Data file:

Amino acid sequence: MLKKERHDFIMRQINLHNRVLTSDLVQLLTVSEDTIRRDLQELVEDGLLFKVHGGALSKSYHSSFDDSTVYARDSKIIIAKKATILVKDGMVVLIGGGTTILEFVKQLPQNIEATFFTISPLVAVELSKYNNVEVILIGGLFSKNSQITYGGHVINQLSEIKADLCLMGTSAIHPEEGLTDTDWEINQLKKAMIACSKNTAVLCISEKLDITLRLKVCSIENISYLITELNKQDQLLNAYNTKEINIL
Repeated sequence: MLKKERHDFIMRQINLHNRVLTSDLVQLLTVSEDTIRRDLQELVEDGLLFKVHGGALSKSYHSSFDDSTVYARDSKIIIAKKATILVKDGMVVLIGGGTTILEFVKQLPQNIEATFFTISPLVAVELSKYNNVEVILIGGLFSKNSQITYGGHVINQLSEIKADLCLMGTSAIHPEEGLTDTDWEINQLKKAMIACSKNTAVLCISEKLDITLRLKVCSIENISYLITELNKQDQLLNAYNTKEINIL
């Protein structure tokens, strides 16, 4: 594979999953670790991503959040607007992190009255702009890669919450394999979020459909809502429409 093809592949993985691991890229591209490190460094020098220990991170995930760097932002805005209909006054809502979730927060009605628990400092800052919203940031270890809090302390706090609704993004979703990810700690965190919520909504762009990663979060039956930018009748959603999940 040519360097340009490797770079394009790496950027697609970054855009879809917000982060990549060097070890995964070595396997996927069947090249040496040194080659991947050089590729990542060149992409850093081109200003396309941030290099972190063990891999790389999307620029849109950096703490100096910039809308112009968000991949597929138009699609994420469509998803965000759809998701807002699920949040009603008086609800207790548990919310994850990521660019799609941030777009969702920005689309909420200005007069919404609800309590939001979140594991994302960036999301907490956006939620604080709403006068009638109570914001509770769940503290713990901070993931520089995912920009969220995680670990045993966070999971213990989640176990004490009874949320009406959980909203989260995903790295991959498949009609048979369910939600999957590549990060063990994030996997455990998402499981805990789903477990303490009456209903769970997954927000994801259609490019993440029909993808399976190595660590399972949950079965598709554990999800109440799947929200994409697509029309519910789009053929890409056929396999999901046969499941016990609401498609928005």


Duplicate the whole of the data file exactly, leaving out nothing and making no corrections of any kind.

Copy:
Amino acid sequence: MLKKERHDFIMRQINLHNRVLTSDLVQLLTVSEDTIRRDLQELVEDGLLFKVHGGALSKSYHSSFDDSTVYARDSKIIIAKKATILVKDGMVVLIGGGTTILEFVKQLPQNIEATFFTISPLVAVELSKYNNVEVILIGGLFSKNSQITYGGHVINQLSEIKADLCLMGTSAIHPEEGLTDTDWEINQLKKAMIACSKNTAVLCISEKLDITLRLKVCSIENISYLITELNKQDQLLNAYNTKEINIL
Repeated sequence: MLKKERHDFIMRQINLHNRVLTSDLVQLLTVSEDTIRRDLQELVEDGLLFKVHGGALSKSYHSSFDDSTVYARDSKIIIAKKATILVKDGMVVLIGGGTTILEFVKQLPQNIEATFFTISPLVAVELSKYNNVEVILIGGLFSKNSQITYGGHVINQLSEIKADLCLMGTSAIHPEEGLTDTDWEINQLKKAMIACSKNTAVLCISEKLDITLRLKVCSIENISYLITELNKQDQLLNAYNTKEINIL
């Protein structure tokens, strides 16, 4: 594979999953670790991503959040607007992190009255702009890669919450394999979020459909809502429409 093809592949993985691991890229591209490190460094020098220990991170995930760097932002805005209909006054809502979730927060009605628990400092800052919203940031270890809090302390706090609704993004979703990810700690965190919520909504762009990663979060039956930018009748959603999940 040519360097340009490797770079394009790496950027697609970054855009879809917000982060990549060097070890995964070595396997996927069947090249040496040194080659991947050089590729990542060149992409850093081109200003396309941030290099972190063990891999790389999307620029849109950096703490100096910039809308112009968000991949597929138009699609994420469509998803965000759809998701807002699920949040009603008086609800207790548990919310994850990521660019799609941030777009969702920005689309909420200005007069919404609800309590939001979140594991994302960036999301907490956006939620604080709403006068009638109570914001509770769940503290713990901070993931520089995912920009969220995680670990045993966070999971213990989640176990004490009874949320009406959980909203989260995903790295991959498949009609048979369910939600999957590549990060063990994030996997455990998402499981805990789903477990303490009456209903769970997954927000994801259609490019993440029909993808399976190595660590399972949950079965598709554990999800109440799947929200994409697509029309519910789009053929890409056929396999999901046969499941016990609401498609928005």